One question I have been asking lately: is enterprise microblogging a necessary tool, or is it just more noise in the machine?
The question came up when I read a blog entry (http://tinyurl.com/yhsb63r) on StatusNet, the foundation supporting microblog site Identi.ca.
In it, Alex Williams detailed the launch of the StatusNet Enterprise Network, a microblog service for enterprise customers. It sounded good.
My question is, what's the business case for such a service?
Don't get me wrong: I like microblogging. I use Twitter often, and Identi.ca as well. But I don't get its use in the business world.
Ironically, the first time I saw tweeting was at a meeting where I saw Sun execs getting tweets from other Sun staffers on their handhelds.
This was right after the launch of Twitter, and even then recipients were treating it as a curious novelty on the way to becoming annoyance.
And status updates in the tech community are well established. Server down? CFO's got blue screen? Then admins get automatic SMS updates.
It seems to me that microblog updates in an enterprise setting might be one more channel of noise in an already loud cacophony.
We already have e-mail, calendaring, and IM, not to mention the venerable phone call or actually dropping by someone's desk and talking.
Is one more messaging channel really needed?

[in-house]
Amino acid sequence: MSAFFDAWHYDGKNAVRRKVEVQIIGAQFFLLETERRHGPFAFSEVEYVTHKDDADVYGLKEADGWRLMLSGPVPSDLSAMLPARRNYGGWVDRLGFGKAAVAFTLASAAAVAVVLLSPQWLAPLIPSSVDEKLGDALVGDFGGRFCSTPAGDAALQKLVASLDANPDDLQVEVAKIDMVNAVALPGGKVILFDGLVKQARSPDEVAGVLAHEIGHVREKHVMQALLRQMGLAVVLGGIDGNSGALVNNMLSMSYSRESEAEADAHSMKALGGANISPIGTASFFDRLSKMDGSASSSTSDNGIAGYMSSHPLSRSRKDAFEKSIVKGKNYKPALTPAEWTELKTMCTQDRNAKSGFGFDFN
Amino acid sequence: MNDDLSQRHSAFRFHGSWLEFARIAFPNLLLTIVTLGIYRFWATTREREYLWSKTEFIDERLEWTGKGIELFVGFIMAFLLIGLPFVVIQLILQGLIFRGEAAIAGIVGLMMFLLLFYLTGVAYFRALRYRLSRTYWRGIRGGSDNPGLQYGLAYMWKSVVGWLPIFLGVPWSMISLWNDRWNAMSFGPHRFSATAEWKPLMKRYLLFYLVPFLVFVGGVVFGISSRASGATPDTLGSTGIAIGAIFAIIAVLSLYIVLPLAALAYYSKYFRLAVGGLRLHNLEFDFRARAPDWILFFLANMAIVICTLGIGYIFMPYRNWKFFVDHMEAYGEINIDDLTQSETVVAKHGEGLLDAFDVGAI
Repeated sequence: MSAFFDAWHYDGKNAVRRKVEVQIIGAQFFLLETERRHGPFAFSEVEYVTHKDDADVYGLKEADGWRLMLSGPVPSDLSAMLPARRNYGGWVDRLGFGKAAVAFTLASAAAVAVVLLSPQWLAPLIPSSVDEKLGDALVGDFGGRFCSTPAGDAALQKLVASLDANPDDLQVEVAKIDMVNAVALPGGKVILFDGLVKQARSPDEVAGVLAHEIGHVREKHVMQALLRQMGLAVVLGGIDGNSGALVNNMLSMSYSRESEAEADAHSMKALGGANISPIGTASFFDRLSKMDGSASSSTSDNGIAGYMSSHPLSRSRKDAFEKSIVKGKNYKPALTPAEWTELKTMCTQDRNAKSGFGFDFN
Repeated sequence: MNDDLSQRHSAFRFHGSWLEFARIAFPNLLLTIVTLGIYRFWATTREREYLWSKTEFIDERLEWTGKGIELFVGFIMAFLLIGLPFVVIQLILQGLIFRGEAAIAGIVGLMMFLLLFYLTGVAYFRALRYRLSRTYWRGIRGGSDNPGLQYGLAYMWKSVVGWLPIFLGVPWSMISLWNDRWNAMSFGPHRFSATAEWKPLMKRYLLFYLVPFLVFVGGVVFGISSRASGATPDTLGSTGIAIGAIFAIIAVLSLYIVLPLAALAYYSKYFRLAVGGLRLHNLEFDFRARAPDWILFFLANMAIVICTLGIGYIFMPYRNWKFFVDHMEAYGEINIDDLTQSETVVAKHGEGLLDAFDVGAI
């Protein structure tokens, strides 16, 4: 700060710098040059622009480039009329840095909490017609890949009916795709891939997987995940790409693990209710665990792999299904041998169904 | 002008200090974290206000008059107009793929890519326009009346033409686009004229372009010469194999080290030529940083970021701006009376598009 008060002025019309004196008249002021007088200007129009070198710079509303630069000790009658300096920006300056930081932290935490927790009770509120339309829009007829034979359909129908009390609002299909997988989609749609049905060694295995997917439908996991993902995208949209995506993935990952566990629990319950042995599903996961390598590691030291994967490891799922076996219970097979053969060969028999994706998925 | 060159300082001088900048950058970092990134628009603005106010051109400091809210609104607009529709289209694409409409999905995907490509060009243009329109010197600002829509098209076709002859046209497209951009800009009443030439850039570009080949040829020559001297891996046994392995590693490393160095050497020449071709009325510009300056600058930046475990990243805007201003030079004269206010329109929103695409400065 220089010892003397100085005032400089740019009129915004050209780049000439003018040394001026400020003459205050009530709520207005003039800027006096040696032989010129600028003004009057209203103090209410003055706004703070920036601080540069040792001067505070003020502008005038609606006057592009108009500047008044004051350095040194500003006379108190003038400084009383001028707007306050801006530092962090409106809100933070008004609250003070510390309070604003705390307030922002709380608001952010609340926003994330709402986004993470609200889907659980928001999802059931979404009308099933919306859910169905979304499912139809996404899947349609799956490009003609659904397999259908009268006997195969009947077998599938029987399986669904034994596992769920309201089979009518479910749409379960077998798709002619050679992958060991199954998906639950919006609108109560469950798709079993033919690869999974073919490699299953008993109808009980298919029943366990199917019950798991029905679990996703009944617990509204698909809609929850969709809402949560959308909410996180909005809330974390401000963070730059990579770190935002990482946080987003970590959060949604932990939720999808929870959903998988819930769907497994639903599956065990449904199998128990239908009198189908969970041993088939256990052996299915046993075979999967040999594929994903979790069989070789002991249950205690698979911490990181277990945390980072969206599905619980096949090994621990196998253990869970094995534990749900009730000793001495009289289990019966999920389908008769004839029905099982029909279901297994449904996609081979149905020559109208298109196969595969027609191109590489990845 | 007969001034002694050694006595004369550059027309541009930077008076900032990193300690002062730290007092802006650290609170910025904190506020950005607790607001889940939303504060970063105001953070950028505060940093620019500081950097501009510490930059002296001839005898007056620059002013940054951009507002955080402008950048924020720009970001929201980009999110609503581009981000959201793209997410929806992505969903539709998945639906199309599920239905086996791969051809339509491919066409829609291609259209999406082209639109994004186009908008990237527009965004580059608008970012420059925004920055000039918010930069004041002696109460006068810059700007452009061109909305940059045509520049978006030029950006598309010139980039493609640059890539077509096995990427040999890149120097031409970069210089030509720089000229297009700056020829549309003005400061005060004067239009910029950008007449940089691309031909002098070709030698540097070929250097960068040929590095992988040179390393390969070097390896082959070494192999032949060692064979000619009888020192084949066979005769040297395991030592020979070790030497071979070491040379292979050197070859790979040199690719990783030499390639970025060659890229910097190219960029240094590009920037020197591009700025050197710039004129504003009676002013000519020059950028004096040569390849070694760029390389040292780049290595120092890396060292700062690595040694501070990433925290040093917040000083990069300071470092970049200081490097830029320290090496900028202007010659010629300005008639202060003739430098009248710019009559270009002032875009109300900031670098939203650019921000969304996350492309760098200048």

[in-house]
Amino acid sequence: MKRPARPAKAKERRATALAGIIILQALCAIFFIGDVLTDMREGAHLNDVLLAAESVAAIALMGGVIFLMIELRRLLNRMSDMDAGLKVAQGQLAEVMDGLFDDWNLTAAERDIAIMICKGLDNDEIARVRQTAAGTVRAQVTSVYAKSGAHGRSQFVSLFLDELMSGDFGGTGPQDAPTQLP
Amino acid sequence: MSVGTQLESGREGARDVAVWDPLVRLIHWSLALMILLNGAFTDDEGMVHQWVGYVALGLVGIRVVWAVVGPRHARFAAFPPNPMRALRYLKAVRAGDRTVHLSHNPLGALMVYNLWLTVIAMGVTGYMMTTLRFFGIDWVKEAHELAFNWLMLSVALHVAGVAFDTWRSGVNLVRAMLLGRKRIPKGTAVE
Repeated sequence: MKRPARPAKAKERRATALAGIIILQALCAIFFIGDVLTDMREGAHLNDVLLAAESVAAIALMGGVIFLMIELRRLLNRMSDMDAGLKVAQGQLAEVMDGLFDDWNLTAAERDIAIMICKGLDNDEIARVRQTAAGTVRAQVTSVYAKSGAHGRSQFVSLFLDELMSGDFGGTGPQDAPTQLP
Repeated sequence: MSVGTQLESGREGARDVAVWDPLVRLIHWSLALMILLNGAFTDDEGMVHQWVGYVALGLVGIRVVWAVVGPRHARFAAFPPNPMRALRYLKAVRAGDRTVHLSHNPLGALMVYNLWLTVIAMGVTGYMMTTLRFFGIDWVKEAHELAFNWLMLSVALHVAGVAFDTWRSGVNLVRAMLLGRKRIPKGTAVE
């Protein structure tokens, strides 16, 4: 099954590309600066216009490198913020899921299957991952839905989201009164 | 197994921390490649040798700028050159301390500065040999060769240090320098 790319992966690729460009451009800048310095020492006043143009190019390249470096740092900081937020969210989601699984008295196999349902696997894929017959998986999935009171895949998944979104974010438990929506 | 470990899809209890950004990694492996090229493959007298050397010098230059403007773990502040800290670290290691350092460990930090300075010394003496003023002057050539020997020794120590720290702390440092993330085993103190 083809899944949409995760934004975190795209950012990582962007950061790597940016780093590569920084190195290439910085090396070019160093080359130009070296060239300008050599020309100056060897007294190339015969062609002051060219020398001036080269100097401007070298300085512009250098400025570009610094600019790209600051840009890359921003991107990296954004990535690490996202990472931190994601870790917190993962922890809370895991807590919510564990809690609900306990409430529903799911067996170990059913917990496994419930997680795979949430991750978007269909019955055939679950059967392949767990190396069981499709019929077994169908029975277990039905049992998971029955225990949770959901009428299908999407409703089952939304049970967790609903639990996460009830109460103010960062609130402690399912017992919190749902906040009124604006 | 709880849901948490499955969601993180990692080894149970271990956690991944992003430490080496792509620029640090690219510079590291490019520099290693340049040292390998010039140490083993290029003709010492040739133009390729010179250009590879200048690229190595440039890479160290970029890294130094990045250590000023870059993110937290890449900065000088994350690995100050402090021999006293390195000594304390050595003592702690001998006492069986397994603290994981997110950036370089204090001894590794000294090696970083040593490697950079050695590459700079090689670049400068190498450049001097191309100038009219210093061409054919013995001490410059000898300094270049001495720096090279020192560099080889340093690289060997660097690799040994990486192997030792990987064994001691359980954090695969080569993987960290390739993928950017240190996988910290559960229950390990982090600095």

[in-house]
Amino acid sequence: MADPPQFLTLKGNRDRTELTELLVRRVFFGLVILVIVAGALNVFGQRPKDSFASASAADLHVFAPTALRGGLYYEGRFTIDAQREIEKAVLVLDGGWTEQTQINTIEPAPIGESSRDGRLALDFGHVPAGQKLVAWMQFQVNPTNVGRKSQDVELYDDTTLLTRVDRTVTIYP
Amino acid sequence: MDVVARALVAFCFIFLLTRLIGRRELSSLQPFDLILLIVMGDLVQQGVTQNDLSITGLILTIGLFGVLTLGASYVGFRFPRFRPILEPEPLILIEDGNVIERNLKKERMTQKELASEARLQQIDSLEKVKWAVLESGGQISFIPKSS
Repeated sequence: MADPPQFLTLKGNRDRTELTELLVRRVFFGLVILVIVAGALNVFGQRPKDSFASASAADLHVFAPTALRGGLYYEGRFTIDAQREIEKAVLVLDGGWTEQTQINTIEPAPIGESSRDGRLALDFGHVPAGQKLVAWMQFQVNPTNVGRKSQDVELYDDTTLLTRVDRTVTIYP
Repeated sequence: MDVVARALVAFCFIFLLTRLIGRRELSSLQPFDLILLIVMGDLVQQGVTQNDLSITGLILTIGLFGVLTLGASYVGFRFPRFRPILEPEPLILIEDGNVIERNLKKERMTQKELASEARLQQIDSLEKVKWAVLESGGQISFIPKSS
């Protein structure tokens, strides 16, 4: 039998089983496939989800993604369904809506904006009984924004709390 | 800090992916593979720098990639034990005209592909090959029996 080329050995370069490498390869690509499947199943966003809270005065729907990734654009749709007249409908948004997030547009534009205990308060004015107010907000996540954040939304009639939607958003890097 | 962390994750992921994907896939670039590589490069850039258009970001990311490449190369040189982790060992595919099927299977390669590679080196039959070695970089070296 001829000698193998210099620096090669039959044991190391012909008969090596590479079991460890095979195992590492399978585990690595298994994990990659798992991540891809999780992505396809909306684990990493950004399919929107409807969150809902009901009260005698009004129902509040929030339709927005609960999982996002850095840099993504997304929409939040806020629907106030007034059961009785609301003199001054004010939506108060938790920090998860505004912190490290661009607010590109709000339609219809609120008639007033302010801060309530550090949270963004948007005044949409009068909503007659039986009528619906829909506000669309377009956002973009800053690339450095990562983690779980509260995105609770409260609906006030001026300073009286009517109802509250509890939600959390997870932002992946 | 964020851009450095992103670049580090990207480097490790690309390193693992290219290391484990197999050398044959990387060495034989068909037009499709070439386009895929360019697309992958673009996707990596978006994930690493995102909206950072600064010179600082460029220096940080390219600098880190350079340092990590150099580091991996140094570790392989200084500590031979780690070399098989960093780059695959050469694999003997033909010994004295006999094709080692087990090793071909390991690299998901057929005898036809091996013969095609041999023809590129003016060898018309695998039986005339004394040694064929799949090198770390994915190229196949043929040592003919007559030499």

I question this. It's hard to communicate solid information in 140 characters or less. It's tricky to get true intent across in e-mails.
How many times have we seen emotional responses based on e-mails go off in unintended directions because their intent or content is misread?
Now imagine the problem in bursts of microblogging.
Communicating in bursts often is a one-way street, where the tweeter's statement carries context. But context is not accountable info.
Such as: when I started teasing @glynmoody this a.m. about filling up my Twitter feed every work-day a.m., I didn't have to provide context.
(Context being: he's in England, I'm in Indiana. His location affords him many hours of Twittering before I roll out of bed and get coffee.)
Granted, subtext and context are present in corporate/business environments, but not everyone is in the know. Errors can ensue very quickly.
For instance, "cake in lounge now for Linda's departure" may allude to her leaving on sabbatical, getting a promotion, or her resignation.
Or: "Big news in meeting room at 5 today." leads to rumors about division shutdown, leading to half the staff resigning by the end of day.
A bit contrived, but these are things you don't want to get wrong.
To be fair, StatusNet Enterprise does not limit users to 140 characters, so more information can be sent across. So why not just use e-mail?
Frankly, I worry about info overload. I use Yoono to monitor my social/Twitter/IM feeds, but even with one client, it can get overwhelming.
I can (and do) easily get behind on incoming messages. I would hate to have that happen for mission-critical status updates for work.
I will freely admit to potentially being a Luddite about this. I would love to hear about real business cases for this type of service.
After all, maybe you can effectively get ideas across in 140 characters or less. Stranger things have happened. Comment or send a tweet.